What’s more, many studies in the past have linked fast page load speed and responsiveness with improved SEO and increased conversion rates. In fact, Amazon has calculated that a delay of just one second can cost them about $1.6 billion yearly.
(For more details on how page load speed affects your web site and suggested optimizations, please take a look at our article describing how removing mixed content from your web site will improve its performance.)
There are also important security concerns with OCSP. The fact that the majority of practical OCSP implementations were not reliable enough (either due to network lag, or configuration or application errors) motivated browsers and other client software to implement OCSP checking in soft-fail mode.
This means that if an OCSP server cannot be reached or times out while giving its response, browsers will consider the certificate as valid and proceed with the HTTPS connection anyway.
The reasoning behind this is that since an OCSP server can potentially serve millions of web sites and it is possible for an OCSP server to fail at any moment, dropping the connection on every OCSP failure would disrupt the browsing experience of millions of users. Even if the OCSP server is operating but takes a long time to reply, this adds to the perceived lag and user frustration.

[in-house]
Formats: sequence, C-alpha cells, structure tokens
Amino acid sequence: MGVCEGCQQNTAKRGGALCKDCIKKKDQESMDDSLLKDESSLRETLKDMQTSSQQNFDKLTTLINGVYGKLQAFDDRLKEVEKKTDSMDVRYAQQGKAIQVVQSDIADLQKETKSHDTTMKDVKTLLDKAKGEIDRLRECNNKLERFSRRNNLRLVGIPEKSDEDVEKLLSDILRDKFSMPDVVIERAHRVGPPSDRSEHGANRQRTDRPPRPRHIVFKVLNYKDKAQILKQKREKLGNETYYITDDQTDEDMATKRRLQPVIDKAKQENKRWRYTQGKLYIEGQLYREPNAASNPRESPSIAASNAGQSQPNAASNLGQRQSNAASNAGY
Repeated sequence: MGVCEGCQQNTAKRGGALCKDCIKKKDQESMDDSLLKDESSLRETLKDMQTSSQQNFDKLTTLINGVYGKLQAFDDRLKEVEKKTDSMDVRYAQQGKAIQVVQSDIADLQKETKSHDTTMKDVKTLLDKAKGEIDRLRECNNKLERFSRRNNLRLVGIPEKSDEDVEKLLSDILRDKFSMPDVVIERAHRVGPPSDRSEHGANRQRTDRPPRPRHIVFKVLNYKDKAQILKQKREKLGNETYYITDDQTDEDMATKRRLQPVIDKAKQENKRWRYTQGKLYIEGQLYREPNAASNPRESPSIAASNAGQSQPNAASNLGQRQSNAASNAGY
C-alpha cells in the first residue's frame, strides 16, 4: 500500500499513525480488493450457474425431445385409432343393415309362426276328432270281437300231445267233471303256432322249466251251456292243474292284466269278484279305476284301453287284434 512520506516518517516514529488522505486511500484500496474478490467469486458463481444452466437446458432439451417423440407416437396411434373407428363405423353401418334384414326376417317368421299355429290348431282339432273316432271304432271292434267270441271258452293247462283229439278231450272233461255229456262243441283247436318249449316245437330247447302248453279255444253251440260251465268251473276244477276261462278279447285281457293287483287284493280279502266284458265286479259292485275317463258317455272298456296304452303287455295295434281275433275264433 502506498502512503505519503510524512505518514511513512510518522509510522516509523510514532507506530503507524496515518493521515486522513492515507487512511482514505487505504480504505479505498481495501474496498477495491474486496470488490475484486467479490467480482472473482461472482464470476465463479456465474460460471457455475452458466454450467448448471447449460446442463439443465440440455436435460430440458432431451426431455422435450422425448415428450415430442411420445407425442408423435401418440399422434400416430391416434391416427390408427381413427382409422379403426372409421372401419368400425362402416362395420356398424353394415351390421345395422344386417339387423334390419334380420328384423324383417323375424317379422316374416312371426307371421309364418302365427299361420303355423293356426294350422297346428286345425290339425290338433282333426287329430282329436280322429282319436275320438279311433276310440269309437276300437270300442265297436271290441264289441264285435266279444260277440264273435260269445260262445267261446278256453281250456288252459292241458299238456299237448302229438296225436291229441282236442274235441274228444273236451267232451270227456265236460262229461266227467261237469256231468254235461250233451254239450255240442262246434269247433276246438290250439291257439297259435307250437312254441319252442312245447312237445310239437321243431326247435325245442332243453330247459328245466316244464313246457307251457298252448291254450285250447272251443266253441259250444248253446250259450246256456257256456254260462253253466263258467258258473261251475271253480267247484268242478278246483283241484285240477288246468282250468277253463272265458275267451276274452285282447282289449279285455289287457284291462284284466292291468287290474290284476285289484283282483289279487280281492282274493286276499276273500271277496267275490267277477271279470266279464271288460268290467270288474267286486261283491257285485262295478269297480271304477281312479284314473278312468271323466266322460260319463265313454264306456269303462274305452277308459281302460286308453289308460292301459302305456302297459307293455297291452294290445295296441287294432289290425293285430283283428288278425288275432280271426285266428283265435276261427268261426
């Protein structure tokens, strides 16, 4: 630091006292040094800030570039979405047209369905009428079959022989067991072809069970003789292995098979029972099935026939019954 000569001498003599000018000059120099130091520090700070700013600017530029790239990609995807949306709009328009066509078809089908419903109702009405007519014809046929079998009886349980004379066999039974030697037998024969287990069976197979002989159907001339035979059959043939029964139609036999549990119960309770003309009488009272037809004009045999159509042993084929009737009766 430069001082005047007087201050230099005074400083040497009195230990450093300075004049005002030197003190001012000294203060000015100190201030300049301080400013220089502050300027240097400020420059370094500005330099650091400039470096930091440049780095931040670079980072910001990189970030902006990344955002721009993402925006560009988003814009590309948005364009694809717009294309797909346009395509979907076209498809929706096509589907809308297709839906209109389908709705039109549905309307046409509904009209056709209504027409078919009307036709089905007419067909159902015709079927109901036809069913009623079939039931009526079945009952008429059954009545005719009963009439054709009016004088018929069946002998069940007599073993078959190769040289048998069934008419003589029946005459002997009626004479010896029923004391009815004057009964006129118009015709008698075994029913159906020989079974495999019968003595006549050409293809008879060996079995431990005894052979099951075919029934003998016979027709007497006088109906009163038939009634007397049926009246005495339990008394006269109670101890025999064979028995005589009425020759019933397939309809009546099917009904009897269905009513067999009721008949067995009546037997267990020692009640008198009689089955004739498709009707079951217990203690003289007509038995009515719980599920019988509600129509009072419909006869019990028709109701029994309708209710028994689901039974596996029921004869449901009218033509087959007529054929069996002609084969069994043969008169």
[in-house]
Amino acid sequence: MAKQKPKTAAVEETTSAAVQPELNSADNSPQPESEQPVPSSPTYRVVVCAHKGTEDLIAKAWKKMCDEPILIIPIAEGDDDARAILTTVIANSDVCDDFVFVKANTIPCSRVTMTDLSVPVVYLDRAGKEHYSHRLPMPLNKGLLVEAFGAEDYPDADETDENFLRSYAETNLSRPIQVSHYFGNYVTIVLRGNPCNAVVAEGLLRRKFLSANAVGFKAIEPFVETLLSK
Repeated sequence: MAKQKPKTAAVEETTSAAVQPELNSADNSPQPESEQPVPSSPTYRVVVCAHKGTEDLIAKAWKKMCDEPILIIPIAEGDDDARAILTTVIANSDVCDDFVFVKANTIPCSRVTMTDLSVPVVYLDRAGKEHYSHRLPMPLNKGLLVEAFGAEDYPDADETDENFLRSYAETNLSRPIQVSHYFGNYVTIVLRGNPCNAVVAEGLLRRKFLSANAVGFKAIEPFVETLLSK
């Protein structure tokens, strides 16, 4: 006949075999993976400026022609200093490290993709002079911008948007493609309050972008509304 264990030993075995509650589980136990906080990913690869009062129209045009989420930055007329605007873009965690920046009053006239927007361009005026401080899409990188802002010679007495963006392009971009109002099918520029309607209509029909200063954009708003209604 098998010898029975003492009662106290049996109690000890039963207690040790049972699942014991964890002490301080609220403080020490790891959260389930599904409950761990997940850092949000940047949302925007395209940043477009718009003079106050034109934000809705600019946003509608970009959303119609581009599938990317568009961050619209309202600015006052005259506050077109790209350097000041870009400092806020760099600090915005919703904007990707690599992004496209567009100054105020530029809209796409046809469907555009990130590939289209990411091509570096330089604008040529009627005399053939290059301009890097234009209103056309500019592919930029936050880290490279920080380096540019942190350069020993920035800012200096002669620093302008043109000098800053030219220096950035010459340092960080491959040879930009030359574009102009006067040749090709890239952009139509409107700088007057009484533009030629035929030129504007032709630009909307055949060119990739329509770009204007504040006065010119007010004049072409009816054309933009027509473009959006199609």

Man-in-the-middle (MITM) attackers have been known to exploit this behavior by blocking all connections to OCSP responders, which effectively means that they can use a stolen certificate and key pair for a malicious site, regardless of the certificate’s revocation status.
Finally, since a certificate is linked with a key and a domain name, and browsers request the revocation status before every new HTTPS connection, this means that browsers leak a significant portion of their users’ web history to OCSP responders.
Of course, publicly trusted CAs are not malicious organizations looking to compromise user privacy. (Reputable CAs are always actively trying to protect their users’ security and privacy.) However, in the event of compromise of a CA’s OCSP responder, data exchanged with that non-trusted server could lead to disclosure of sensitive and private information.
OCSP Stapling to the rescue
To mitigate these issues, browsers and CAs came up with a new method of determining a certificate’s status, called OCSP Stapling. OCSP stapling allows web servers (instead of browsers) to obtain signed OCSP responses for their certificates, that can be cached for up to 7 days.
Servers include (or staple) the cached OCSP response in their HTTPS responses alongside the SSL certificate itself. This way, browsers can verify the CAs signature on the OCSP response and be assured that the certificate has not been revoked, before the secure connection is established and without having to perform the expensive additional request to the OCSP server themselves.
OCSP stapling is a simple but very effective solution to the problems mentioned above. Servers can retrieve the cached OCSP responses in their own time, which removes the performance overhead imposed by CRLs and OCSP, as well as the accompanying privacy concerns.